Another interesting point is that it is neither a fat nor a carbohydrate. Because the FDA did not have a category that fit with this substance, they chose to classify as a carb - which is wrong.
It does have a caloric value, about 27 calories per tsp which means it provides a source of energy as well.
I like to mix it with nice pure coconut oil to make a creamy sweet dip with homemade almond crackers. Nothing like a full-on anti-bacterial dessert!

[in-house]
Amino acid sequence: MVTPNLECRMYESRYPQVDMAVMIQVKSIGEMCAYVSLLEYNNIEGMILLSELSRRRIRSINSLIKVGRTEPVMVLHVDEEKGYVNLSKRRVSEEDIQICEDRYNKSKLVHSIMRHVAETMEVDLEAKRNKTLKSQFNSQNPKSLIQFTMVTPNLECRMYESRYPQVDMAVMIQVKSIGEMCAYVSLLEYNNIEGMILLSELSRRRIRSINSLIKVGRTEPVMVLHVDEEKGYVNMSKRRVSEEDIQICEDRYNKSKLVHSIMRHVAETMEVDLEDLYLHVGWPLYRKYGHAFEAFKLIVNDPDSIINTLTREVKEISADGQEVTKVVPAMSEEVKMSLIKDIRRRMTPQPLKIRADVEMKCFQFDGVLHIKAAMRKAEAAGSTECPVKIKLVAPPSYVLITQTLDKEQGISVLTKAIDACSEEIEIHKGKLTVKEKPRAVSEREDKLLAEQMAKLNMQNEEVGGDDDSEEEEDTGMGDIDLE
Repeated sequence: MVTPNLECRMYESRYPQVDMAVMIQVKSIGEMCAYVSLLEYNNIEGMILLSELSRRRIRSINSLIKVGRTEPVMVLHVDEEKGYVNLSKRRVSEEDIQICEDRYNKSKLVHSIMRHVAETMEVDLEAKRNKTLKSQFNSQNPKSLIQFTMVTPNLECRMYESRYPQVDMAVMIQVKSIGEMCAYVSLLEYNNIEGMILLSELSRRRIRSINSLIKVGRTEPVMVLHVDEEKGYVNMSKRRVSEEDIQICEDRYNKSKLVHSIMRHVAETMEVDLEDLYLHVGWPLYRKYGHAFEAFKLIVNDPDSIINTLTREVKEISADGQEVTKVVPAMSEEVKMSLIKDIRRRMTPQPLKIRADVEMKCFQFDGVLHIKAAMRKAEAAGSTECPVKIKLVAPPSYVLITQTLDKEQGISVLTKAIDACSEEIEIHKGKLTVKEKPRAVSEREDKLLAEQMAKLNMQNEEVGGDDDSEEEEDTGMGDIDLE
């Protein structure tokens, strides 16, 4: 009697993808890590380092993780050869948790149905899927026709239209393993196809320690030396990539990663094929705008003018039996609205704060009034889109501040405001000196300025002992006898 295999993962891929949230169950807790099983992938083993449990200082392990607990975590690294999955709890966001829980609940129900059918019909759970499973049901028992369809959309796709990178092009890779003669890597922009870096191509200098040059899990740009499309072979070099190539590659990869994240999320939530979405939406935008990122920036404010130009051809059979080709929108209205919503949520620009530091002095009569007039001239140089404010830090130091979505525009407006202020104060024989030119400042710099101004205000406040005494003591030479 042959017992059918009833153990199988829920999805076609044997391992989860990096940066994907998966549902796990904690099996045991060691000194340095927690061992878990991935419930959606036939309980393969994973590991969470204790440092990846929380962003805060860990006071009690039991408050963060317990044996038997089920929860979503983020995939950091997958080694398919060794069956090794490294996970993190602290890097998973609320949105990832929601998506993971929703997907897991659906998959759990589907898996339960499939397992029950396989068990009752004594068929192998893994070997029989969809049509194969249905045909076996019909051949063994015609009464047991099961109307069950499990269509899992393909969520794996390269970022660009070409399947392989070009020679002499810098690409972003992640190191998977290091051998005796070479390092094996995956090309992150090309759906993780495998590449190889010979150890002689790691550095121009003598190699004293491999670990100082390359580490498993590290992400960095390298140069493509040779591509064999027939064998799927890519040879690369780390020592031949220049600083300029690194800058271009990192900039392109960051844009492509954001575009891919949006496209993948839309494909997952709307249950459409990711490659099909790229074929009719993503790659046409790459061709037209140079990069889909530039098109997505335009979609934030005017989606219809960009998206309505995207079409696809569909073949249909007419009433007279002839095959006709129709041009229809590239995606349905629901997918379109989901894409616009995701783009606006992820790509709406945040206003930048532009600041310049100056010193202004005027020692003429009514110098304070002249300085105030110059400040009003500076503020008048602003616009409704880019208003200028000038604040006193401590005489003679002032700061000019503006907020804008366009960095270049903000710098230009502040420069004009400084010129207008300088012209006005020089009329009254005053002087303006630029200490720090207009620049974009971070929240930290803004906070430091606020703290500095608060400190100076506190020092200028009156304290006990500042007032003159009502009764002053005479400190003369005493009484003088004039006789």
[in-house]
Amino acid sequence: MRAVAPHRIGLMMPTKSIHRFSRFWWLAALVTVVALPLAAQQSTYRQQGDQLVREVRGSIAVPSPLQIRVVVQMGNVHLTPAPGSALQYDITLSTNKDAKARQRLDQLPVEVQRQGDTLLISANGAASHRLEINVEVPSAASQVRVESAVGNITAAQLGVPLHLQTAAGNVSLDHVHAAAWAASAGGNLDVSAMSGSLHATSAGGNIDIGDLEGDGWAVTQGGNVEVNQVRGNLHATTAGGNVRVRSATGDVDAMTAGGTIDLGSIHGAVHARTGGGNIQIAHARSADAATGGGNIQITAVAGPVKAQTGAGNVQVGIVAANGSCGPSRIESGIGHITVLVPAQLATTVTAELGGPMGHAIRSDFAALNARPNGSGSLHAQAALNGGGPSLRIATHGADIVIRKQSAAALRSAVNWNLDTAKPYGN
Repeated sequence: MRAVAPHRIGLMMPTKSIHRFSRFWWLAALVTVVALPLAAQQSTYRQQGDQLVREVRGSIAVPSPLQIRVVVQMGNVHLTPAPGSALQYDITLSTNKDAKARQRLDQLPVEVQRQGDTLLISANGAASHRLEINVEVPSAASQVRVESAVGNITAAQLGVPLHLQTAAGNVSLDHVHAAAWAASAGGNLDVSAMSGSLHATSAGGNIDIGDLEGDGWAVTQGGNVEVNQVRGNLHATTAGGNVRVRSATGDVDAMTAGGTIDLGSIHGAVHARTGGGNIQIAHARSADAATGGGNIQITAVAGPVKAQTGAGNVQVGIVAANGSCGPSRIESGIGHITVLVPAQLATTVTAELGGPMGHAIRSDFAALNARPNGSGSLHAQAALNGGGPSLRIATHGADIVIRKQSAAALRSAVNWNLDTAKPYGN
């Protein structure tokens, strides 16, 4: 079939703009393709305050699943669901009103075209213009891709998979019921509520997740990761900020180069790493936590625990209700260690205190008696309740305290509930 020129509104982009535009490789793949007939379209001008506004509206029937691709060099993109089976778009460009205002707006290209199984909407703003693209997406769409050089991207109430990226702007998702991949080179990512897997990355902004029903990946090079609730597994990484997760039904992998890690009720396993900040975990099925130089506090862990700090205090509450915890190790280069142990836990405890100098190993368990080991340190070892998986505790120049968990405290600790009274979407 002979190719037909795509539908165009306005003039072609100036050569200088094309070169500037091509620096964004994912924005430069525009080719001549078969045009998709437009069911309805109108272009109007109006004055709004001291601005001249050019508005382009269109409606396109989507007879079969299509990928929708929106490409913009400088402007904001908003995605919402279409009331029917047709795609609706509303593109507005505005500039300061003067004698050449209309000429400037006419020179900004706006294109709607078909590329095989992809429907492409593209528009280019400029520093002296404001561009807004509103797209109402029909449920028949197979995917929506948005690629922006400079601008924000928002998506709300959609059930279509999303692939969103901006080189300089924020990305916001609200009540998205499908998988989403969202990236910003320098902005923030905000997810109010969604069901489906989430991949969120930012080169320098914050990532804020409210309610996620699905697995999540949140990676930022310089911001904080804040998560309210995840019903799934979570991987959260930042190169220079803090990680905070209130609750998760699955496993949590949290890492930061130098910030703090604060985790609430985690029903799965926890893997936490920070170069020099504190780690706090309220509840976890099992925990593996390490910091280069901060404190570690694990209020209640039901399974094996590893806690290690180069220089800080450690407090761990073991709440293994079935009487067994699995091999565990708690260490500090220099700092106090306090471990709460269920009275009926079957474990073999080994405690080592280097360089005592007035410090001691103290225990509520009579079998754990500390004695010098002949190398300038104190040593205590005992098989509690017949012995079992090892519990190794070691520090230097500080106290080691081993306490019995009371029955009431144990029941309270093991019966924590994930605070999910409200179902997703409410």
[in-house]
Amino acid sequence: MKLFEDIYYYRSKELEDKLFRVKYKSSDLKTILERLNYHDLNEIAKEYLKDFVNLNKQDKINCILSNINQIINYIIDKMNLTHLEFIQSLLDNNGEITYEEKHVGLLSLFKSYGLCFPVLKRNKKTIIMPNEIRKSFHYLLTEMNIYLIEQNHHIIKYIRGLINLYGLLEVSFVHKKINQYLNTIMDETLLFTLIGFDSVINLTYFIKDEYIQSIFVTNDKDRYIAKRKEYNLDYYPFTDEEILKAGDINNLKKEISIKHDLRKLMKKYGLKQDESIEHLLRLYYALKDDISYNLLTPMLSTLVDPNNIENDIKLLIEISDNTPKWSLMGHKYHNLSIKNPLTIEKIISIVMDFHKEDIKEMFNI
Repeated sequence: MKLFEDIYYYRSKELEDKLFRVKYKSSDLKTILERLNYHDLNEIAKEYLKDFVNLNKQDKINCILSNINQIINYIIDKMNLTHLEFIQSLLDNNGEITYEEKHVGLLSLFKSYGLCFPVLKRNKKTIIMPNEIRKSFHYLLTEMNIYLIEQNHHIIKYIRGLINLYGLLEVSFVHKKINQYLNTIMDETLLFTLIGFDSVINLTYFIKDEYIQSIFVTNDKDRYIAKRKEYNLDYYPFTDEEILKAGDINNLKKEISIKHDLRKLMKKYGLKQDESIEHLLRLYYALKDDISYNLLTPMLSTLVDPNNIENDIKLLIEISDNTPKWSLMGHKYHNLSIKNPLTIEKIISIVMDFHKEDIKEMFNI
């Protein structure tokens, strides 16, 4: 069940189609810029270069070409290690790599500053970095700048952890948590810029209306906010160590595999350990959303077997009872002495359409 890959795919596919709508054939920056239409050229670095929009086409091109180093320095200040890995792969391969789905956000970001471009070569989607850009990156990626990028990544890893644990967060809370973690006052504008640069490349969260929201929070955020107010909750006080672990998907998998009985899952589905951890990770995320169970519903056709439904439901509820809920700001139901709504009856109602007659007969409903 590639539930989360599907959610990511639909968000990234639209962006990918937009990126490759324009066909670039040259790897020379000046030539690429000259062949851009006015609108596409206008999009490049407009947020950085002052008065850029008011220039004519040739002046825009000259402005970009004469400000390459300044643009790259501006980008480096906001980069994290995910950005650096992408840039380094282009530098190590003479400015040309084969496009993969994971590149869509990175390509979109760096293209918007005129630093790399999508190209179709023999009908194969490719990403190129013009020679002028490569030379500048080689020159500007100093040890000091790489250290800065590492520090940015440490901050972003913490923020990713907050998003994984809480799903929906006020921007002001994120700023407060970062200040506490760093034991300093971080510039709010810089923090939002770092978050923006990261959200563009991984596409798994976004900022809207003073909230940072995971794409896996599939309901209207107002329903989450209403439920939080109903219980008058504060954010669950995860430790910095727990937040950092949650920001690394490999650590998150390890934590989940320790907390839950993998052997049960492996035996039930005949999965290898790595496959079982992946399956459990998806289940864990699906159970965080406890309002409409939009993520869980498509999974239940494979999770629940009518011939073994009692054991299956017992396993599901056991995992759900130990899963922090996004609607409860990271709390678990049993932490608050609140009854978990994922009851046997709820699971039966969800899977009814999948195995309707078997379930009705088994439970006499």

It works well with fruit to make soft-serve gelato, mix with apples and cinnamon for apple pie, blend with unsweetened cocoa for a thick chocolate syrup.
It has some very interesting properties. The more you cook with it, the more you find it acts like no other substance. It actually 'warms' coconut oil all by itself to make it creamy at room temp, yet it keeps a fruit blend from freezing solid.